Carrot with ginger soup is a household favorite. A little olive oil in a pan. Drop in cubed carrots and onions [2/3 carrots to 1/3 onions] with some slices of crushed ginger and some kosher salt. When the vegetables are soft, add enough water to cover and let simmer until vegetables can be mashed with a fork. Use an immersion blender or a potato masher to smash into soup form.

                                            If you don't like ginger, omit it and instead add peppercorns and at least one bay leaf with the vegetables. I like to add fresh tarragon when I add the water. Serve with a toasted piece of good bread topped with goat cheese.

                                            I have frozen this soup successfully. Not quite as nice a texture, but it works pretty well.

                                            1. re: dexters

                                              Carrots make good pickles. Actually, one good thing to do with a glut of almost any vegetable is to make pickles. They're easy, and because of the acidity of the brine, they're one of the safer types of home canning.

                                              1. re: dexters

                                                A few recipes I like for carrots:

                                                Roasted Carrots

                                                Carrot Soup with Ginger and Lemon

                                                Carrot Cupcakes with Orange Icing

                                                1. re: seconds

                                                  I made this soup tonight. It was really tasty. Thanks for the recipe!

                                                2. re: dexters

                                                  dh does carrots glazed with butter and brandy. yum.

                                                3. We are getting lots of radishes. What is everyone doing with radishes?

                                                  3 Replies
                                                  1. re: Cuoca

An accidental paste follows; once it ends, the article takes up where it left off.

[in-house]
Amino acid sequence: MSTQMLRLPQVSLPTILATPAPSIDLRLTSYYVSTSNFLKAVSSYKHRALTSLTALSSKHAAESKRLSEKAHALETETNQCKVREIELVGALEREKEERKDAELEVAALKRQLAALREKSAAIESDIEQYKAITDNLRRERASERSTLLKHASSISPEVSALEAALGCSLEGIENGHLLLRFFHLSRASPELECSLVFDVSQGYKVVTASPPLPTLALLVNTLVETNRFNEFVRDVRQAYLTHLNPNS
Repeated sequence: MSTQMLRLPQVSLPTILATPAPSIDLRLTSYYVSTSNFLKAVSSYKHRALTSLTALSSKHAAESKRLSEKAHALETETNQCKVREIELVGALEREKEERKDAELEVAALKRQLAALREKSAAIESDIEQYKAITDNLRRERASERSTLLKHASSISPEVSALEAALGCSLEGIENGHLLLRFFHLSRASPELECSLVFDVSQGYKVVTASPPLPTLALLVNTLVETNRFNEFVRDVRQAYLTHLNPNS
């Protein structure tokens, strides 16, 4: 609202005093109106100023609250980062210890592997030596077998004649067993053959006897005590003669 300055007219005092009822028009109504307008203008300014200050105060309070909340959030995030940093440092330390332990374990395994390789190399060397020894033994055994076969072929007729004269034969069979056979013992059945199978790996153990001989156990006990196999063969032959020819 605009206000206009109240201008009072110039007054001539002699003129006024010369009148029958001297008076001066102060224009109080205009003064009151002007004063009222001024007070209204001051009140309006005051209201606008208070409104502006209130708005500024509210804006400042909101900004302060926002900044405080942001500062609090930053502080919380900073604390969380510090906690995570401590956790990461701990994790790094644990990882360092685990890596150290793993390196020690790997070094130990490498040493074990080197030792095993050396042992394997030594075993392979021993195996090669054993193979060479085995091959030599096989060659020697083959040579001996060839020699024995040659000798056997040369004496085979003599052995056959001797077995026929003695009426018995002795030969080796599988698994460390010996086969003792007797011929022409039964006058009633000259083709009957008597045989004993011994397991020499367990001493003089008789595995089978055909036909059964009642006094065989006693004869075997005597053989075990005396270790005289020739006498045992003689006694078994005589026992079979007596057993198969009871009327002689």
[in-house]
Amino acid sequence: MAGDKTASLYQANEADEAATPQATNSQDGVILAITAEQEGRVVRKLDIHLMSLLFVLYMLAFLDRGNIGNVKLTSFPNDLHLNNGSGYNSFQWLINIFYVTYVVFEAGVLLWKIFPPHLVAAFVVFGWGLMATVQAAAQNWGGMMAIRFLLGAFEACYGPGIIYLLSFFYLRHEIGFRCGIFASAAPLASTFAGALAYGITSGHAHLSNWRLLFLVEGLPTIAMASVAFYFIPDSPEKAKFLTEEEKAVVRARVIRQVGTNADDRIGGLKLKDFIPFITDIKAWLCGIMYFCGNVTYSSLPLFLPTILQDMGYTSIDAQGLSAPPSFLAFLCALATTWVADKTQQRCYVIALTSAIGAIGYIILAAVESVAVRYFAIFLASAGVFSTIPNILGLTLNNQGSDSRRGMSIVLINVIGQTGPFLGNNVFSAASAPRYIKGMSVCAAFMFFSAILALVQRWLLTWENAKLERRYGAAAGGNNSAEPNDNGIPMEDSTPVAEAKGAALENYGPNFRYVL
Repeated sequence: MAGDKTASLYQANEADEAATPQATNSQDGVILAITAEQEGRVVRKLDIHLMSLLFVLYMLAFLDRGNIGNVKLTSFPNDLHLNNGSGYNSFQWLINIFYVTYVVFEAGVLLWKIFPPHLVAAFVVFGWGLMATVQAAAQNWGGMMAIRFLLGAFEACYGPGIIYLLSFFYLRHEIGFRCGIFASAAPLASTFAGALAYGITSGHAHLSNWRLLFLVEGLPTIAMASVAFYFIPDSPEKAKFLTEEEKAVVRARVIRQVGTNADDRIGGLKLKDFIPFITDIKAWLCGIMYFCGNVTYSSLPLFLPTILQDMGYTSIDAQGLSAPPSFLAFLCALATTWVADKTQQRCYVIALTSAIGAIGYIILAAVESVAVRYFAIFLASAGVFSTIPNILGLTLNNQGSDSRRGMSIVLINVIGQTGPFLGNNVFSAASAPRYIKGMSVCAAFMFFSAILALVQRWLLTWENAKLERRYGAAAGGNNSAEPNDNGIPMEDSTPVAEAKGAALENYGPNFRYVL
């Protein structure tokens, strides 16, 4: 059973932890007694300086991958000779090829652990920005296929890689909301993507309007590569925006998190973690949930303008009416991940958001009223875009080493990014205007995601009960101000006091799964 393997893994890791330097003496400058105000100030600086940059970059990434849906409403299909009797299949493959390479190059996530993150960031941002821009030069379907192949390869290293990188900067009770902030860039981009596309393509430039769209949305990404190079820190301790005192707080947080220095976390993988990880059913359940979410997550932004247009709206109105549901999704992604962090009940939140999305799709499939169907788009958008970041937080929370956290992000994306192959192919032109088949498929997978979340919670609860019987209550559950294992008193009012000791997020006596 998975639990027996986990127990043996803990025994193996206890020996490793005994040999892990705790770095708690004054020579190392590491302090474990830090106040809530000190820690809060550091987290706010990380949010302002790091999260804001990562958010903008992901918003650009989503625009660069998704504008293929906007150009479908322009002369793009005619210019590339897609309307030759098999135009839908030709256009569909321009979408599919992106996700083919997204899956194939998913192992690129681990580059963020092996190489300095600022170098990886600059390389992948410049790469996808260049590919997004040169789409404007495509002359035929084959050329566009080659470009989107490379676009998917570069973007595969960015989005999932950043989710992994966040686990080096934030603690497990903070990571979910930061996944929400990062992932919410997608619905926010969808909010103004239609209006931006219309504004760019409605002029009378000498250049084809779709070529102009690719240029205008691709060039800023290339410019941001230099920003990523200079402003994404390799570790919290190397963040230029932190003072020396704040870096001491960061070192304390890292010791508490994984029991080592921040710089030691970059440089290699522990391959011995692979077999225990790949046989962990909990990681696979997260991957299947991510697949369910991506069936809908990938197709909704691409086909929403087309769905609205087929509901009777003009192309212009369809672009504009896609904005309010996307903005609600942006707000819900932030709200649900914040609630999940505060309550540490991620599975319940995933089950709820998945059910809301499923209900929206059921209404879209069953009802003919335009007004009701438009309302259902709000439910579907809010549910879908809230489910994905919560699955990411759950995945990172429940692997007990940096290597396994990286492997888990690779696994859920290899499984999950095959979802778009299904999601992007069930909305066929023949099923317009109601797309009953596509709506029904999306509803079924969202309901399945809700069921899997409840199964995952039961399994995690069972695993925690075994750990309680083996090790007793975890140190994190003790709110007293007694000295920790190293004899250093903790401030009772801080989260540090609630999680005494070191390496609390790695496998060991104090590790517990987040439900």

radishes with butter!

                                                    I also like radishes sliced very thin on top of cucumbers also sliced very thin, and then top with a little cream cheese.

                                                    radish and corn salad, with jalepenos and fresh lime juice & cumin is good too.

                                                    1. re: Cuoca

                                                      use the search bar above - there's recently been a couple great discussions on radishes. Gave me plenty of ideas, especially about cooking with them.

                                                      1. re: Gooseberry

                                                        I've posted this before, but it's worth another post because it's so good: slice radishes, mix with 2 diced hard-boiled eggs, lots of parsley, and a mustardy vinaigrette. One of my favorite salads.

                                                    2. I just got a CSA bag containing 4 very large green onions or "spring onions" with bulbs at least 4 inches in diameter. Any ideas for these?
                                                      Got some beets too, they are roasting right now to be pickled.

                                                      5 Replies
                                                      1. re: kimeats

                                                        Roasting to be pickled? Sounds like my attitude yesterday!

                                                        1. re: rudeboy

                                                          Yeah they are easier to slice and tend to crisp up better if you roast the beets first then can with brine. What I do is roast with olive oil and then peel, julienne/matchstick the beets and toss with about equal amount of thinly sliced onion then pack into jars and cover with brine. I usually use apple cider vinegar, salt, water and sugar for the brine. The beets and the onions will flavor the rest of the way.

                                                          ETA: These are golden beets which look beautiful packed in the jar with onion.

                                                          1. re: kimeats

                                                            oooh - I love the golden beets even more than the red ones. I'd bet that is a great looking jar. Thanks for the follow-up!

                                                            1. re: rudeboy

                                                              I'll post a photo when I get home tonight.

                                                        2. I also got spring onions with a large white bulb at the end, no clue what to do with them (was thinking of roasting them). Also have radishes, swiss chard and kale to work with. Definitely going to do a creamed kale with bacon, but would love suggestions for the other two.

                                                          11 Replies
                                                          1. re: foodrocks

                                                            I got those onions, too. I was thinking about a pizza topped with caramelized onions or a pissaladiere, or a savory onion tart like this one: http://www.marga.org/food/rest/books/...